Test Case

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Is a Meaningful Public Dialogue Possible After This?

Can we stop reacting long enough to listen to what others say about the tragedy?

After the recent tragedy in Newtown, CT, the world has, naturally and understandably, been engaged in a fervent dialogue. What happened? How could it have been prevented? What do we need to do in the future to prevent further, similar incidents?

On Facebook, those who believe in gun control and those who believe tragedy would have been averted if the adults in the school had been carrying concealed weapons are engaging in a war of words. What I thought to be a poignant piece of writing, I Am Adam Lanza's Mother, about a woman, Liza Long,  with a violent son, was frequently shared and then, within a day, lambasted because the writer was, according to critics exploiting the tragedy for pageviews. The author was raked over the coals here and supported here. The woman who originally criticized Long then issued a joint statement with Long claiming she didn't want to start a "mommy war" and calling for a respectful conversation about mental health. One wonders how publicly tearing down a mother dealing with a mentally unbalanced child was not an attempt to start a war of some kind, but therein lies the moral, and the reason for my post: let's think before we attack and criticize, shall we?

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We all own this tragedy, because no matter where we are, we're part of the human community. I can't begin to understand how it feels to be one of the parents who lost a child, but unfortunately, it's neither realistic nor helpful to exhort the rest of us to "stop talking politics" in order to grieve. People process grief and tragedy in very different ways. For some of us, we write about it. For a woman who saw her own possible future in the actions of Adam Lanza and other disgruntled young men who have committee mass murders, the sharing of a heretofore private tragedy was part of her processing. It's not for any of us to judge what someone reveals in these times of shock and reflection. It's for us to open our arms and hearts to the people who risk so much to tell their stories. After all, if more people had known about how troubled these young spree killers of late were, maybe they would have gotten help before spilling blood.

To my mind, all of these dialogues that are happening - on Facebook, on twitter, on blogs and in the comments of online media - these are essential conversations. And it's natural to have a strong opinion, and even knee jerk reactions, to something we don't feel is right: the opinion a friend has on gun control that we don't share, the revealings of a worried and stressed mother who loves and is afraid of her son. After all, opinions are like a particular human body part: everyone has one, and some of the time, everyone else's stinks.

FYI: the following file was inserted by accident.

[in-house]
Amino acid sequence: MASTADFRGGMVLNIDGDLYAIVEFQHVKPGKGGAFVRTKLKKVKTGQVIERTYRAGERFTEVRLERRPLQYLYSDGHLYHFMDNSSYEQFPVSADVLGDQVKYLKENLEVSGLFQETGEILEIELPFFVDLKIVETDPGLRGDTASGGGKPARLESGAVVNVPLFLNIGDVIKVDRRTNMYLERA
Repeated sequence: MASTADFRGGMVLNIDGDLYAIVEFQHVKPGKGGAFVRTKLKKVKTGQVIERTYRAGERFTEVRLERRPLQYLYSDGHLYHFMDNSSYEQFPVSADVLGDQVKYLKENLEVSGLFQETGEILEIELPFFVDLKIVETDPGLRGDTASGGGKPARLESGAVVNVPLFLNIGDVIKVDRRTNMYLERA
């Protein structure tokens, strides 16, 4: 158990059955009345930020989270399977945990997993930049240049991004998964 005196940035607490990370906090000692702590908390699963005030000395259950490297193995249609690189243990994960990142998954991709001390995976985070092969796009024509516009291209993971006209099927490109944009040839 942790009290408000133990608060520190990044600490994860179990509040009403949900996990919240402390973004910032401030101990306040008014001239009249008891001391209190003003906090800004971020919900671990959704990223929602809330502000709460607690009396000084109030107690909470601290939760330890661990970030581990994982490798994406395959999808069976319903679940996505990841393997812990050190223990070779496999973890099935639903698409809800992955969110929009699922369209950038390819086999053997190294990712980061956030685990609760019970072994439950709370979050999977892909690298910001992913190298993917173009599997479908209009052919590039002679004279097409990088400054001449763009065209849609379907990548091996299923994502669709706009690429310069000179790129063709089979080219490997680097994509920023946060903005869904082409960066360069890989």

But I wonder, rather than attacking and judging one another over opinions and actions that we don't happen to agree with, can we stop and listen to what's really being said? As a friend posted on Facebook: gun-control and gun-access groups both want the same thing: to feel safe. Can we start there? Liza Long and her detractors all want the same thing, too:  for they and their loved ones to have access to responsive and effective mental health care, so that another troubled young man doesn't mow down another classroom of kids.

It's of course necessary for us to express our opinions, and obviously, opinions will differ. That's wonderful, that's why we have these incredibly intricate human brains. But in order for actual change to happen, we need to create a safe place to share our stories. Without criticism, without judgment, without attack. We need to talk about all of these issues: guns, parenting, mental health, school security, how to help children cope with tragedy, grief. And change needs to happen, because there have been FAR far too many of these random acts of violence. The truth is, none of us has the whole answer. It's not just gun-control. It's not just a better mental healthy system. These are facets, but not the whole. And each of us has a valuable piece of the puzzle, if we can just be allowed to share it in the spirit of dialogue.

Because we all want the same thing: we want what happened in Newtown to never, ever happen again. Now let's get talking.

Melissa Kirk is a writer and editor who works as an acquisitions and developmental editor at New Harbinger Publications, a self-help psychology publisher in Oakland, CA. 

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